Way back when, The Way of Wyrd opened a whole new world to me and many others: the shamanistic world of pre-Christian (Saxon) England, the world that was in some respects the original of Tolkein’s Middle-Earth.
I have classified it here as Fiction, though (like much of the best HF) it is also a documentary novel – in this case (to quote the Preface) “a report of a major research project into Anglo-Saxon sorcery […] in which each event and detail of the teachings is reconstructed from the Anglo-Saxon evidence.”
The book is divided into two parts, the first tells how a young Christian scribe, Brand (our narrator), meets Wulf, the wolfman, the sorcerer, and is eventually obliged to acknowledge the reality of Wulf’s powers; the second is the story of Brand’s own encounters with “wyrd” and the World of Spirits.
And as Brand comes to understand what “wyrd” means and is, so do we, at least to some extent.
After what is in effect a classical healing narrative (it is a shamanic healing and Wulf the sorcerer is clearly what we now think of as a shaman), we go back to Brand’s arrival on the south coast where he is part of a mission imposed on the pagan king of what is presumably Sussex (the realm of the South Saxons) by the Christian king of Mercia, Wulfhere, son of Penda, the “most powerful warlord in the land”.
Wulf later explains that and another healing, this time of a horse, in terms of “life force”, and goes on to introduce Brand to runes, carved on a stick as a protective amulet. He explains why people fear him – and why warriors do not fear death. He speaks of the Wyrd Sisters – then suddenly announces that “they have come to loosen your fibres”. Brand is terrified.
In the second part of the book, the point comes where the natural and the supernatural intersect – which is of course what sorcery and witchcraft are all about, as is made abundantly clear in this book, but misunderstood (or totally ignored) in most orthodox religion and science (though the greatest scientists – men such as Newton and Einstein – like the great trailblazers of religion, do not make that mistake): things go together, happen together (co-incidence) but it is not a matter of one causing the other.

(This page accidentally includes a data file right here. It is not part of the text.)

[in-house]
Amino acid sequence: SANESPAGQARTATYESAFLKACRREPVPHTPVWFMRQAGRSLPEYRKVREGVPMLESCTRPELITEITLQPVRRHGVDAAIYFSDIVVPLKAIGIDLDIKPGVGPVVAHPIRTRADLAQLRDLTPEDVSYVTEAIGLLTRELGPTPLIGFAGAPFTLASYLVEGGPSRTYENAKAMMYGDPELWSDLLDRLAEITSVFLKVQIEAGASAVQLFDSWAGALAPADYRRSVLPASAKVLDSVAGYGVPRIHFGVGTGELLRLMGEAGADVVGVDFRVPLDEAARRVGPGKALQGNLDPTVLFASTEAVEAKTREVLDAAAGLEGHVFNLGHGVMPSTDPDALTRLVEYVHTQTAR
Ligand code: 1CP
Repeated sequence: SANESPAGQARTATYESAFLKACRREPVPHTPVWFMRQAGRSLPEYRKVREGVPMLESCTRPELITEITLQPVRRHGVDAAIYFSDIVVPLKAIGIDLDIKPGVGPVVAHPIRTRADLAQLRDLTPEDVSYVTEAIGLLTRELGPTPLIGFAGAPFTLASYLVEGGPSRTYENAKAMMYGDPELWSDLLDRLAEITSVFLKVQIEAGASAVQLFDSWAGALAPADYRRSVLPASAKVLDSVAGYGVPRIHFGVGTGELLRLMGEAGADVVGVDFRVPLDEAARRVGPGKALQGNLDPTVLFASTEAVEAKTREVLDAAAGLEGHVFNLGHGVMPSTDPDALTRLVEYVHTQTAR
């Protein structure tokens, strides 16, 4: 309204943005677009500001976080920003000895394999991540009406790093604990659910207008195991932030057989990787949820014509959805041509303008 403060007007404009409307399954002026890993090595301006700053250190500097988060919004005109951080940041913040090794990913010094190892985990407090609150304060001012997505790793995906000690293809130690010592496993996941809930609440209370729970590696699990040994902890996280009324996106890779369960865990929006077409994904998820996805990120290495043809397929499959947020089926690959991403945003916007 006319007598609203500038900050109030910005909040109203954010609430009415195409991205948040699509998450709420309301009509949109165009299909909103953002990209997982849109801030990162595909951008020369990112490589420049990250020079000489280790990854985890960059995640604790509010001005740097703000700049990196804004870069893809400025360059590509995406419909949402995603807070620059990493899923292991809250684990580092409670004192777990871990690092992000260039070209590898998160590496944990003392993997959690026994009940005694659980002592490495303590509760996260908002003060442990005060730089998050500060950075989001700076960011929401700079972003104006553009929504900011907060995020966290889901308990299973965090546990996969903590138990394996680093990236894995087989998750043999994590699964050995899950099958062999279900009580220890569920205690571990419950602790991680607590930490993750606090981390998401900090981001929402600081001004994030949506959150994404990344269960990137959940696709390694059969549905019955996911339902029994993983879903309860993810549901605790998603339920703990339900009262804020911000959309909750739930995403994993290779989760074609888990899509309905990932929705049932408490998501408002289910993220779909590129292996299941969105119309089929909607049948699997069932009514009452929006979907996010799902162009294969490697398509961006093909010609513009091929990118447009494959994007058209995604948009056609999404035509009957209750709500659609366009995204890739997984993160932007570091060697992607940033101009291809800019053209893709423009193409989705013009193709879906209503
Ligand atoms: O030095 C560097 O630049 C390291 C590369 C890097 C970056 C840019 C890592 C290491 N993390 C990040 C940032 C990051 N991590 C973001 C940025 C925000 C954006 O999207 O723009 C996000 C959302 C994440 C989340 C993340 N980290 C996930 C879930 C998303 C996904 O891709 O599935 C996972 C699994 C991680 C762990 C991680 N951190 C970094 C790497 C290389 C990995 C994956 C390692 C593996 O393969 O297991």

‘By sorcery [Wulf explains], I mean the forces that rule Middle-Earth. I have told you that, for the sorcerer, everything vibrates the web of wyrd, whether it is an act of the gods or the movement of the tiniest insect. Your arrival trembled the web. The flight of the ravens trembled the web. My presence vibrates the web. All our lives are locked together in the shimmering world of wyrd in which all things are enmeshed, and connected to one another by the threads of wyrd.’
I had been impressed by Wulf’s explanation of a web which contained all things, but now that I was supposedly caught within it, the idea seemed sinister and I could not accept it …
Finally, Brand loses his soul, and has to travel to the Underworld to beg the assistance of “the mighty smiths” before he makes the leap into the World of Spirits in a desperate attempt to retrieve it.
Of particular interest to me now (on rereading the book) were Wulf’s explanations of such common symptoms as fever and sweating: so different, yet quite as likely and as reasonable as our explanations, and his remedies at least as effective.
And this: ‘You must draw your spirit to you along your fibres by singing your own song. That way the guardian spirit will find you […] Do not worry about the words, just make the sounds that come to you. The spirits will understand.’ He gripped my arm. ‘You must do it, Brand. You must! If you do not sing, you will see only visions of death. […] I cannot tell you what to sing, or how to sing. It is your guardian spirit we are seeking. It must be your song. […] Float your word-hoard on the waves of wyrd; the power to release your guardian spirit lies within you alone.‘ These might be words for any poet – indeed any writer!
Essential reading for anyone interested in the culture and beliefs of the early Middle Ages – Middle-Earth.